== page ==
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Who Needs Constant Force?
An Insider's Look at F.P. Journe: Part 2

by Pierre Halimi

This article: Who Needs Constant Force? An Insider’s Look at F.P. Journe (Part 2) was originally posted on was given permission to publish this article by the author (Pierre Halimi) and  Joe Thompson (Editor-in-Chief of WatchTime). To visit the orginal link you may find the link at the bottom of this article.

1977. Paris. A young watchmaker of 20 embarks on an odd quest—to make his own tourbillon. Not to sell, not to show, but simply to prove that he can do it. Passionate and determined, equipped only with George Daniels' book The Art of Breguet, Francois-Paul Journe sets to work.


1983. Paris. Francois-Paul Journe completes his first watch.


It took more than five years to conceive and create a pocket watch that was never meant to be sold—and not just a simple watch, but a tourbillon. In the '70s and '80s tourbillons were not the craze they are now. Only George Daniels (and then Journe) created a new, modern tourbillon.


Forward to 1984. Still trying to master the tourbillon (and especially the pernicious effects it has on accuracy), François-Paul makes his first Remontoir d'Egalité in his second and fourth (pocket) watch. It caught the attention of a major collector, Eugen Gschwind (Google the name or visit his collection at the Historiches Museum Basel).



Remontoir d'Egalité

Francois Paul Journe 4th watch (1984)

Francois Paul Journe 4th watch (1984)

Fast-forward now to 1991. Francois-Paul Journe creates his first wristwatch—a tourbillon, of course, but also fitted with a remontoir d'égalité, or constant force. This sort of device became popular a few years ago (thanks in part to great articles such as Alan Downing's, followed by David Chokron's in-depth writings in Watch Around, No.15 [Spring-Summer 2013]: 44-53). As one may recall in "Power or Precision? An Insider's Look at F.P. Journe: Part 1," because of the nature of the spring, any mechanical object will have more power when the spring is fully loaded and inversely less as it unwinds. A constant force system is "simply" a system that allows regulating the delivery of energy to the balance wheel. It is not a new issue. Watch masters, such as Breguet, Lepine, and Berthoud, already had that issue in mind. But in 1991 very few people understood it or cared.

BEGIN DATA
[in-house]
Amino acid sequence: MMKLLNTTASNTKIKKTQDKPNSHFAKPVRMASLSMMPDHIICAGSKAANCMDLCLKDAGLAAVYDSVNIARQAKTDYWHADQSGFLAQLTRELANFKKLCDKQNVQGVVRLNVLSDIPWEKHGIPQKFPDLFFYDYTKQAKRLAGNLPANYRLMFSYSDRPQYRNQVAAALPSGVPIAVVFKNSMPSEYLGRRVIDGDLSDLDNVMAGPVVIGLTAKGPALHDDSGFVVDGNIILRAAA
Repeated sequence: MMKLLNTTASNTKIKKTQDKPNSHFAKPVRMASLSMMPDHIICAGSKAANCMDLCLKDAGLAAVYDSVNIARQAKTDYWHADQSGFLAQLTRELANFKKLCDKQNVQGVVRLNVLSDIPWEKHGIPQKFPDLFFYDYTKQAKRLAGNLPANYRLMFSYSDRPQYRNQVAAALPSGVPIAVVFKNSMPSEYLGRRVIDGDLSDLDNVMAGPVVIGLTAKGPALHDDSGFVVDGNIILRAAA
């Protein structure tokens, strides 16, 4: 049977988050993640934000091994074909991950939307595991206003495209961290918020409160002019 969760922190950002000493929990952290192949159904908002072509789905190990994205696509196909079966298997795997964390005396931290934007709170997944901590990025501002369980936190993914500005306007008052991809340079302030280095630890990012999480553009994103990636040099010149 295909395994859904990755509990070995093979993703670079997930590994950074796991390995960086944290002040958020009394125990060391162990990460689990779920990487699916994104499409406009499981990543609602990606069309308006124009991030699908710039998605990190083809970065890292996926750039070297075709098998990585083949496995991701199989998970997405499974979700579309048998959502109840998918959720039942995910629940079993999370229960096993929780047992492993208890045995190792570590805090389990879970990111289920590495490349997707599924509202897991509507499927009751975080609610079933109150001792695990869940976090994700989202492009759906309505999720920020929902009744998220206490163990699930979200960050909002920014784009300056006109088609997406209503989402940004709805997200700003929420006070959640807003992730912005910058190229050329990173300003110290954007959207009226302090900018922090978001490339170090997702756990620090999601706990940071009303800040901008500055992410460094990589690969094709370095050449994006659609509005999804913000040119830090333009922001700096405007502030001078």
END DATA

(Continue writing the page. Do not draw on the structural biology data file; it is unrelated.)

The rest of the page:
What makes F.P. Journe's patented device superior to its new competitors' is the simplicity and the lightness of his device. The heavier the device, the more power needed to move it and the more friction it creates (like a "fusée à chaine," which was a good idea in the eighteenth century but too heavy to be efficient today). The solution becomes counterproductive to the outcome.


Because the remontoir d'égalité delivers the same packet of energy to each and every second, the seconds hand actually moves and dies every second. Thus it is called a dead second. Like a quartz movement, the second hand does not sweep. Note (and this is important to Mr. Journe) that it is a natural dead second, meaning that unlike some of his competitors, his goal is not to make a dead second mechanism (what would be the point?). It is simply a natural by-product of the remontoir.

Francois Paul Journe's first ever wristwatch (1991).
Now part of the F.P. Journe museum collection.

Tourbillon Souverain with Remontoir D'Egalité avec Seconde Morte (Dead Second).

Read also our previous insider's look:




Power or Precision? An Insider's Look at F.P. Journe: Part 1


To view the movement:


For more information,


Or visit or contact one of our F.P. Journe Boutiques:


Bal Harbour shops Mall at +1 305 993 4747;


Los Angeles: +1 310 294 8585;


New York: +1 212 644 5918;



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